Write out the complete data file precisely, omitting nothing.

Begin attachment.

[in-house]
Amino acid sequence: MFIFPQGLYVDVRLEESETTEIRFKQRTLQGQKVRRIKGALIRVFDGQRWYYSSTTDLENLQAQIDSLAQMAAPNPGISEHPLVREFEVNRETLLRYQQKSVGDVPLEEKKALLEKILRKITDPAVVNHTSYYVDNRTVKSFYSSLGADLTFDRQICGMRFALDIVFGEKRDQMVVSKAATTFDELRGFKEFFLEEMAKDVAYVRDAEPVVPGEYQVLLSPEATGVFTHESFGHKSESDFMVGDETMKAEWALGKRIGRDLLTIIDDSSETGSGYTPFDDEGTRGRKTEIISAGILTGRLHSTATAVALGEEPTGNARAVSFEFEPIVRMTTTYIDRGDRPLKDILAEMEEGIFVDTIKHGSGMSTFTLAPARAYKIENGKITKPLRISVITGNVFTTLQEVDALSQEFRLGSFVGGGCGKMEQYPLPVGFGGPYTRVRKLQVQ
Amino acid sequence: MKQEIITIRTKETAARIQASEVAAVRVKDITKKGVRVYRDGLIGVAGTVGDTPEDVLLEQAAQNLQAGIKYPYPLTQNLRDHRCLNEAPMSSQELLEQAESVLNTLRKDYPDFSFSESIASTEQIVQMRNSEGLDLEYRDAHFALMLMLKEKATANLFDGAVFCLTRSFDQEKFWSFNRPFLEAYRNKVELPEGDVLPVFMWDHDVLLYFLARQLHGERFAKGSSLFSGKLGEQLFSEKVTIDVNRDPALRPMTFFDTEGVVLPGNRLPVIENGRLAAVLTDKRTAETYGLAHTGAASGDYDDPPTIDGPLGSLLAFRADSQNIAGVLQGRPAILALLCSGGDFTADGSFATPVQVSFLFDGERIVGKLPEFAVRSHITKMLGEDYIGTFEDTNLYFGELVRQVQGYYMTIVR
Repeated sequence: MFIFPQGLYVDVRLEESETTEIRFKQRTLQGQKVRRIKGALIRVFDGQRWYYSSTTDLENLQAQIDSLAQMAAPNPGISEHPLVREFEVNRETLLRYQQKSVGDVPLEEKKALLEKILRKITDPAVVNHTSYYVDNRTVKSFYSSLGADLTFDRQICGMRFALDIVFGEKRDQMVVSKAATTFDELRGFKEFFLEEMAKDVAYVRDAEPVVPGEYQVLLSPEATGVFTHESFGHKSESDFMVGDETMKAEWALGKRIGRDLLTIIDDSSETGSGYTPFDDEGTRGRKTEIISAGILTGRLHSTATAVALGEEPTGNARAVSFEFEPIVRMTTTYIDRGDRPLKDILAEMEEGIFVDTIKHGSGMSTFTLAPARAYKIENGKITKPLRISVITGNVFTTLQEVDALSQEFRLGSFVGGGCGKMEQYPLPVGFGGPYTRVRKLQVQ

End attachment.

[in-house]
Amino acid sequence: MFIFPQGLYVDVRLEESETTEIRFKQRTLQGQKVRRIKGALIRVFDGQRWYYSSTTDLENLQAQIDSLAQMAAPNPGISEHPLVREFEVNRETLLRYQQKSVGDVPLEEKKALLEKILRKITDPAVVNHTSYYVDNRTVKSFYSSLGADLTFDRQICGMRFALDIVFGEKRDQMVVSKAATTFDELRGFKEFFLEEMAKDVAYVRDAEPVVPGEYQVLLSPEATGVFTHESFGHKSESDFMVGDETMKAEWALGKRIGRDLLTIIDDSSETGSGYTPFDDEGTRGRKTEIISAGILTGRLHSTATAVALGEEPTGNARAVSFEFEPIVRMTTTYIDRGDRPLKDILAEMEEGIFVDTIKHGSGMSTFTLAPARAYKIENGKITKPLRISVITGNVFTTLQEVDALSQEFRLGSFVGGGCGKMEQYPLPVGFGGPYTRVRKLQVQ
Amino acid sequence: MKQEIITIRTKETAARIQASEVAAVRVKDITKKGVRVYRDGLIGVAGTVGDTPEDVLLEQAAQNLQAGIKYPYPLTQNLRDHRCLNEAPMSSQELLEQAESVLNTLRKDYPDFSFSESIASTEQIVQMRNSEGLDLEYRDAHFALMLMLKEKATANLFDGAVFCLTRSFDQEKFWSFNRPFLEAYRNKVELPEGDVLPVFMWDHDVLLYFLARQLHGERFAKGSSLFSGKLGEQLFSEKVTIDVNRDPALRPMTFFDTEGVVLPGNRLPVIENGRLAAVLTDKRTAETYGLAHTGAASGDYDDPPTIDGPLGSLLAFRADSQNIAGVLQGRPAILALLCSGGDFTADGSFATPVQVSFLFDGERIVGKLPEFAVRSHITKMLGEDYIGTFEDTNLYFGELVRQVQGYYMTIVR
Repeated sequence: MFIFPQGLYVDVRLEESETTEIRFKQRTLQGQKVRRIKGALIRVFDGQRWYYSSTTDLENLQAQIDSLAQMAAPNPGISEHPLVREFEVNRETLLRYQQKSVGDVPLEEKKALLEKILRKITDPAVVNHTSYYVDNRTVKSFYSSLGADLTFDRQICGMRFALDIVFGEKRDQMVVSKAATTFDELRGFKEFFLEEMAKDVAYVRDAEPVVPGEYQVLLSPEATGVFTHESFGHKSESDFMVGDETMKAEWALGKRIGRDLLTIIDDSSETGSGYTPFDDEGTRGRKTEIISAGILTGRLHSTATAVALGEEPTGNARAVSFEFEPIVRMTTTYIDRGDRPLKDILAEMEEGIFVDTIKHGSGMSTFTLAPARAYKIENGKITKPLRISVITGNVFTTLQEVDALSQEFRLGSFVGGGCGKMEQYPLPVGFGGPYTRVRKLQVQ